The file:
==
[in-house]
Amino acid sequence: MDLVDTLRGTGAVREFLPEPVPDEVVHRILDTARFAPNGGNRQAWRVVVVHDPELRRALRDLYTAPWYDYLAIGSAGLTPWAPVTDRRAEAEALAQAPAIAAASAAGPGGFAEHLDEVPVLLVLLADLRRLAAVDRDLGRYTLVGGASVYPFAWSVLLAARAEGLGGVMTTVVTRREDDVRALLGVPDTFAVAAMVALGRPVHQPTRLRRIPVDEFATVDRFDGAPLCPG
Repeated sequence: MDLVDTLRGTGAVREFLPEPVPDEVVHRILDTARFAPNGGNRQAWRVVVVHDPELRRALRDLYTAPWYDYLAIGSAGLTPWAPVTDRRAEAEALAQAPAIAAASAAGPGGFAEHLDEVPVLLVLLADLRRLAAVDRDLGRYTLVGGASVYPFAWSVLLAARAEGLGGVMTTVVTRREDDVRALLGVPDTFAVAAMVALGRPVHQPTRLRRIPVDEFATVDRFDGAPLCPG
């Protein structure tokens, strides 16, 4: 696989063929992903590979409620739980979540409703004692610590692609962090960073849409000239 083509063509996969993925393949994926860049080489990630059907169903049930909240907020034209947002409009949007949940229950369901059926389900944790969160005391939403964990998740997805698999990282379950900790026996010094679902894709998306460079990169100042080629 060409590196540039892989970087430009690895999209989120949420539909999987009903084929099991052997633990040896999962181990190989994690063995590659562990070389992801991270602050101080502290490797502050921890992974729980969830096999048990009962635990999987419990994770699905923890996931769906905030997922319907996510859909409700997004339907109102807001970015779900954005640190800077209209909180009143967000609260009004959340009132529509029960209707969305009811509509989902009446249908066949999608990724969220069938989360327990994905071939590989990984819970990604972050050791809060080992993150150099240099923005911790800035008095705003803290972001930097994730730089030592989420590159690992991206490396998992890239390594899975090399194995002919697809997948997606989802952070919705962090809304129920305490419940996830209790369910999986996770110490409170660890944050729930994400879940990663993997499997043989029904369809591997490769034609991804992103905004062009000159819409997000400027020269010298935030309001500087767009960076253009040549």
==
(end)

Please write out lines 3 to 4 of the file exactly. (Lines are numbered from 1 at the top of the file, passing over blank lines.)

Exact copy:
Repeated sequence: MDLVDTLRGTGAVREFLPEPVPDEVVHRILDTARFAPNGGNRQAWRVVVVHDPELRRALRDLYTAPWYDYLAIGSAGLTPWAPVTDRRAEAEALAQAPAIAAASAAGPGGFAEHLDEVPVLLVLLADLRRLAAVDRDLGRYTLVGGASVYPFAWSVLLAARAEGLGGVMTTVVTRREDDVRALLGVPDTFAVAAMVALGRPVHQPTRLRRIPVDEFATVDRFDGAPLCPG
């Protein structure tokens, strides 16, 4: 696989063929992903590979409620739980979540409703004692610590692609962090960073849409000239 083509063509996969993925393949994926860049080489990630059907169903049930909240907020034209947002409009949007949940229950369901059926389900944790969160005391939403964990998740997805698999990282379950900790026996010094679902894709998306460079990169100042080629 060409590196540039892989970087430009690895999209989120949420539909999987009903084929099991052997633990040896999962181990190989994690063995590659562990070389992801991270602050101080502290490797502050921890992974729980969830096999048990009962635990999987419990994770699905923890996931769906905030997922319907996510859909409700997004339907109102807001970015779900954005640190800077209209909180009143967000609260009004959340009132529509029960209707969305009811509509989902009446249908066949999608990724969220069938989360327990994905071939590989990984819970990604972050050791809060080992993150150099240099923005911790800035008095705003803290972001930097994730730089030592989420590159690992991206490396998992890239390594899975090399194995002919697809997948997606989802952070919705962090809304129920305490419940996830209790369910999986996770110490409170660890944050729930994400879940990663993997499997043989029904369809591997490769034609991804992103905004062009000159819409997000400027020269010298935030309001500087767009960076253009040549």